Review by: Charlotte Cox
6am and I'm on a bus listening to Craig Charles' musician son, Jack, beatboxing, as a long-haired, Jesus-like man named Chris explains how, after this weekend, he'll be setting out to walk from the Bulgarian hills all the way to Tranyslvania. Behind them, out the window, a pink sun is rising behind mountains carpeted with mist. It's an odd moment.
I'm travelling to the Rhodopes Mountains in Bulgaria, to Meadows In The Mountains festival – which you've probably never heard of. Neither had I. And, when the chance to go arose, I'd pictured a British festival as I knew it (big, packed stages; studied 'festival chic' attire) transferred to the top of a mountain as I understood it (snow-capped and pointy, like a child's triangular drawing). Wrong, and wrong again.
The first thing to note is that Bulgaria in summer is hot. Damn hot. Landing in the capital of Sofia, the atmosphere was still warm and humid at 1am, leading to a frenzied scrabble to remove the coat and jumper I'd arrived in. Daytime temperatures were around the mid-to-high 20s, even in the mountains. I'd packed as if travelling to the Arctic. Hmmm.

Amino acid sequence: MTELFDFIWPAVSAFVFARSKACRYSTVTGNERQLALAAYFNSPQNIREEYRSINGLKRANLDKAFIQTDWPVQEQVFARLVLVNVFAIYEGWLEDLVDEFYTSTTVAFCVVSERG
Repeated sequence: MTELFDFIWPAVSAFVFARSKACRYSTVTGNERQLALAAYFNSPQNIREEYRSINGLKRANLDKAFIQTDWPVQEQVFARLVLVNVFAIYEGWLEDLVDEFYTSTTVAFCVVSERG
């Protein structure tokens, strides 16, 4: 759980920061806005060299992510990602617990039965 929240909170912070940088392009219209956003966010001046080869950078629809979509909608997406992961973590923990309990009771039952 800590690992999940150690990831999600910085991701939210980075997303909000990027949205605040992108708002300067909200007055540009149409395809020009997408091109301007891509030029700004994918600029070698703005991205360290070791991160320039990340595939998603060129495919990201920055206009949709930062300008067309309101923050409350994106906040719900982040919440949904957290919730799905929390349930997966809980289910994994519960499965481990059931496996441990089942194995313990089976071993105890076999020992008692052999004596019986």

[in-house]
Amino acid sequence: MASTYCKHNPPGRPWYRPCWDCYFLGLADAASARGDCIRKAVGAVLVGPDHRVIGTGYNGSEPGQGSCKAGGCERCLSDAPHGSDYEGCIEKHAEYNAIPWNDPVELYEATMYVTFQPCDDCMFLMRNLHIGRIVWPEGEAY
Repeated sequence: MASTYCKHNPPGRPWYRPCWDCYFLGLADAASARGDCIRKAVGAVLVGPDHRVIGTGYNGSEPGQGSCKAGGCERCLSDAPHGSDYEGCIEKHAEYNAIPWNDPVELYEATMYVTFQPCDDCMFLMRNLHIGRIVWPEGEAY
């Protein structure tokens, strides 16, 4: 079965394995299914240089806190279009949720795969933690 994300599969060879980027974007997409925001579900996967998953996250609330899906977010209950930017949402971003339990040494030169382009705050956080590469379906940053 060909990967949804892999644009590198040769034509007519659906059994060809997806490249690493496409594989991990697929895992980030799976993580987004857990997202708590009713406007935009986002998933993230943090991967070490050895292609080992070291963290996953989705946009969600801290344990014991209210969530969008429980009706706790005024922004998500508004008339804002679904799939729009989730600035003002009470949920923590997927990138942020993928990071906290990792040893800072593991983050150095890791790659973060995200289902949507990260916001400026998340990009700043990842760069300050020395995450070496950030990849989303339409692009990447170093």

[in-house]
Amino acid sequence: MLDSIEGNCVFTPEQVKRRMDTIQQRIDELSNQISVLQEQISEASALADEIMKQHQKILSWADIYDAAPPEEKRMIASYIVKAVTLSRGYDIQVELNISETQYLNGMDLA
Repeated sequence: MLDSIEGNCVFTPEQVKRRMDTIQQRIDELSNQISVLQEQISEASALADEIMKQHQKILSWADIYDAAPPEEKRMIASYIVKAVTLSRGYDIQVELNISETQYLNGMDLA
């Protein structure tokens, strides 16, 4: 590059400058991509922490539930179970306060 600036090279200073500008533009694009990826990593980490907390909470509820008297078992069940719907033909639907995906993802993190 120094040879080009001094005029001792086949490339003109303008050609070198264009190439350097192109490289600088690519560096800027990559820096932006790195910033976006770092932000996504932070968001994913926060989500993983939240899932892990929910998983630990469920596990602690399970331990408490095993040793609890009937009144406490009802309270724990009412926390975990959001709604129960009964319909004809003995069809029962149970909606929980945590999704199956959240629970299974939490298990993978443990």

The other thing on which I was entirely wrong was that this festival is unlike any other I'd been to back at home. Now in its fifth edition and attended by just 1,000 people, it began as a party of about 50 or 60 thrown by a pair of British brothers, and grew largely by word of mouth. Of those I speak to on the transfer bus from the airport (£30 return), many have been before. Several more are performers (there's no room for divas on the mountain – they travel by bus like the rest of us). Crew members describe themselves as 'mates of the organisers'. The whole affect is to make you feel as if you're joining a new – for lack of a better word – community; like you've discovered something secret. Think of the book The Beach and you're on the right lines (only up a mountain, and with less of the shootings and all that).